Kison Patel, the Founder and CEO of DealRoom, joins Dr. Ivan and Ryan to discuss the difference between large corporate acquisitions and veterinary industry M&A.
Listen in to hear the fascinating the convergences and divergences between Kison’s journey and veterinary consolidation.
Welcome to Consolidate That! I’m Ryan Leech, we’ve got a fantastic guest this week. Ivan, why don’t you go ahead and introduce our guest.
Hey, I’m Ivan Zack, very excited to introduce our guest today. Unusual guest but comes from the rich M&A Experience. Kison Patel, thank you for joining us, I’m going to go over a couple of achievements that you have in your background. Kison has a degree in management and information systems from the University of Nebraska. He also is certified in SAFe 4, which is exciting because that’s what I got certified in last year.
He is a founder and partner of Transatlantic Investment & Advisory Group. He’s a member of Forbes Technology Council and he is a founder and CEO of two startups. One is probably not a startup, it’s nine years old. DealRoom as well as Agile M&A. Kison, thank you so much for finding the time and thank you for joining us today.
Hey, my pleasure, Ivan. Thanks for having me.
Just by the background, I wanted, to our guests, I want to introduce why we got so interested in inviting you. You have two startups in the field of M&A. What we do in the field of consolidation is really about M&A and the rollups in the vertical we’re in right now is veterinarian, we’re looking forward to go to the other verticals but we specialize sort of in rollups. So our listeners are those that are doing rollups in the veterinary domain.
I was very excited to chat with you and to start comparing things, what does it look like, the M&A in rollups, where it’s sort of rinse and repeat and what are those compared to large strategic acquisitions and is there a different strategy to them and how did you add Agile into M&A world ? Because that’s where I’m geeking out on Lean, Agile and that’s what we actually claim we’re doing, we’re creating the framework inside of rollup and creating an Agile framework.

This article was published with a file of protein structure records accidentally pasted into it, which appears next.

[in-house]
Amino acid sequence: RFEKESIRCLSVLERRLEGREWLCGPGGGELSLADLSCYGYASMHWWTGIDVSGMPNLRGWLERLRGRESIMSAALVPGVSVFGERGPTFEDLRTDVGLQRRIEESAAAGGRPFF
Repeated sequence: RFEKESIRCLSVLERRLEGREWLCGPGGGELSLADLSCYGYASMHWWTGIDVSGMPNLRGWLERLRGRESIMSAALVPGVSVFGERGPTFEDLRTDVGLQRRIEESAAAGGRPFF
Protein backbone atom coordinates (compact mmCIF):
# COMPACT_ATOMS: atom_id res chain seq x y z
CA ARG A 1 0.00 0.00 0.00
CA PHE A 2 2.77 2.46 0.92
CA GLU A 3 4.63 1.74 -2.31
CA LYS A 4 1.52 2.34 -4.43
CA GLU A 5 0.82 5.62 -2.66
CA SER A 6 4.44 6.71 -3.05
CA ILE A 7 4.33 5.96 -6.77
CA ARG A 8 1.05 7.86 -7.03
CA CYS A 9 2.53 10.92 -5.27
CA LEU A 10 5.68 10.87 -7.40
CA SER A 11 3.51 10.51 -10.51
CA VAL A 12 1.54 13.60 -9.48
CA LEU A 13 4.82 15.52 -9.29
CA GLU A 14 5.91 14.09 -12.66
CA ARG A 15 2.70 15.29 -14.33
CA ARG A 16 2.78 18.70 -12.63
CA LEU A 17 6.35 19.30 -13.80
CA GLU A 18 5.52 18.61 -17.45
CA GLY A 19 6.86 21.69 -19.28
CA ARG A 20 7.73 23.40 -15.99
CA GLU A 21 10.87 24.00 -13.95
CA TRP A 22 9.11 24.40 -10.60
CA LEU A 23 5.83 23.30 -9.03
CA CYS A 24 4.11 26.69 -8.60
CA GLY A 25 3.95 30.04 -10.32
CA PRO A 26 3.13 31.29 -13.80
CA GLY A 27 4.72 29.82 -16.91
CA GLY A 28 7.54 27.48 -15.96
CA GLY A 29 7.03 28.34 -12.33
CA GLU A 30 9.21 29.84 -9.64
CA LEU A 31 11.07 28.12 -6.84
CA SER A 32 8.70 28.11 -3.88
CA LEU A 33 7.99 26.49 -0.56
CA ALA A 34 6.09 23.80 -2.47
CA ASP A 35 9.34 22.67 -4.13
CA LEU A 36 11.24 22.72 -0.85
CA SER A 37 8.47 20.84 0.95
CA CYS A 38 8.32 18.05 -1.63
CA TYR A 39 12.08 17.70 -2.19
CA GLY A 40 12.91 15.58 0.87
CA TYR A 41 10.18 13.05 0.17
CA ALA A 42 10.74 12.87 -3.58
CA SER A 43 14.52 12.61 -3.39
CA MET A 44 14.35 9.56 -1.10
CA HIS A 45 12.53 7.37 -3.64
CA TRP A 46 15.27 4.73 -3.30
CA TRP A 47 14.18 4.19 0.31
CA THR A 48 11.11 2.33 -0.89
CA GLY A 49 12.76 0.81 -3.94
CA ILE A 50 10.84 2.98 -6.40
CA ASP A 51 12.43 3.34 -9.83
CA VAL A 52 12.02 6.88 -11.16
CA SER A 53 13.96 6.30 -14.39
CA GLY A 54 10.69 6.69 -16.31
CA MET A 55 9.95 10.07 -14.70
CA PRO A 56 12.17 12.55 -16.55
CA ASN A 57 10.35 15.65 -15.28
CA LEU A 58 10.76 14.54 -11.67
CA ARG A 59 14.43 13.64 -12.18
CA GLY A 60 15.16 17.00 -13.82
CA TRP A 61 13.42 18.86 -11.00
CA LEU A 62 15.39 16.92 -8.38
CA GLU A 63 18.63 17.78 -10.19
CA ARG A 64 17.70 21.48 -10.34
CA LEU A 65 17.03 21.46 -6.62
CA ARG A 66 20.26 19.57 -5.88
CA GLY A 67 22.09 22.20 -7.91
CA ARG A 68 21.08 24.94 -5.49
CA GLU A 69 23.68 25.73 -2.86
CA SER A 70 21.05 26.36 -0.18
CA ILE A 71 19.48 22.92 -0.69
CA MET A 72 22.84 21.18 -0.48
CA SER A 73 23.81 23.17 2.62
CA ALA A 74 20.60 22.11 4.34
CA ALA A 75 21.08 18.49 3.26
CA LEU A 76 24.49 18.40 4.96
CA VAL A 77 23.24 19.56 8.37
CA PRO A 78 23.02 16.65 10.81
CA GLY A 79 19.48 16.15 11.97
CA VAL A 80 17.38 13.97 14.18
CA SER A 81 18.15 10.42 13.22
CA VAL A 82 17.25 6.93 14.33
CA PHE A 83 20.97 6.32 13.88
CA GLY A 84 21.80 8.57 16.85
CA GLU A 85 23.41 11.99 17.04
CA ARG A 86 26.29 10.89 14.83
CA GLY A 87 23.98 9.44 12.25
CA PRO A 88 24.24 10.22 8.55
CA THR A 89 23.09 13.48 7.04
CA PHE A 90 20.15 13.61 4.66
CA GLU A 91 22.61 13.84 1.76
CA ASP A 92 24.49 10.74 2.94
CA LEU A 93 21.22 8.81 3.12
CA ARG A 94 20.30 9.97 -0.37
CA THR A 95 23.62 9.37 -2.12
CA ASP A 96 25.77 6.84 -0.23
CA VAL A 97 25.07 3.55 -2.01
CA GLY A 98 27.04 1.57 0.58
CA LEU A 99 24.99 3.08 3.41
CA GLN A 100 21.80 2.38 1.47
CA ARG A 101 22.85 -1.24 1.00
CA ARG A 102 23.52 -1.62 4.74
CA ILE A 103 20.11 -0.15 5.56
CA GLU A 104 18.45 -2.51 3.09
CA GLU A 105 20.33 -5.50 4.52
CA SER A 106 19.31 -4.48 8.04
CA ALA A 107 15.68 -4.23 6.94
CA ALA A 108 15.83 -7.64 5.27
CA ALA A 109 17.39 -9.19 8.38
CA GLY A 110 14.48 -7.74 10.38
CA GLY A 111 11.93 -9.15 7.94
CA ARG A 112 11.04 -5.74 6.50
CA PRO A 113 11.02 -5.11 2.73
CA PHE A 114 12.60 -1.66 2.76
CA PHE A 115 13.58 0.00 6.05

Lots of questions. I want to jump in and start with, what is DealRoom and what is Agile M&A and how did you get there?
Sure, let’s just start with that, a little bit of the background story. I spent 10 years working in M&A as an M&A advisor and is a pretty typical founder story. I saw a lot of the pain points and issues firsthand. Noticed a trend of project management software tools stemming from the software industry, entering other industries and thought, “Eventually these large M&A transactions aren’t going to be managed in Excel forever. Let’s get ahead of it, create a technology platform specifically for M&A,” and that was the start of DealRoom in 2012.
It was a slog, it was extremely challenging and I think we may have missed the timing a little too early but along that journey, a friend of mine in marketing was like, “Hey man, you should do a podcast.” I was like, “What the hell’s a podcast?” “Don’t worry about it, it’s going to be the next big thing, you just gotta do one.” Eventually I said, “Why not? Let’s go for it,” and what that actually led to was developing a platform with a goal of enabling practitioners to be able to share lessons learned.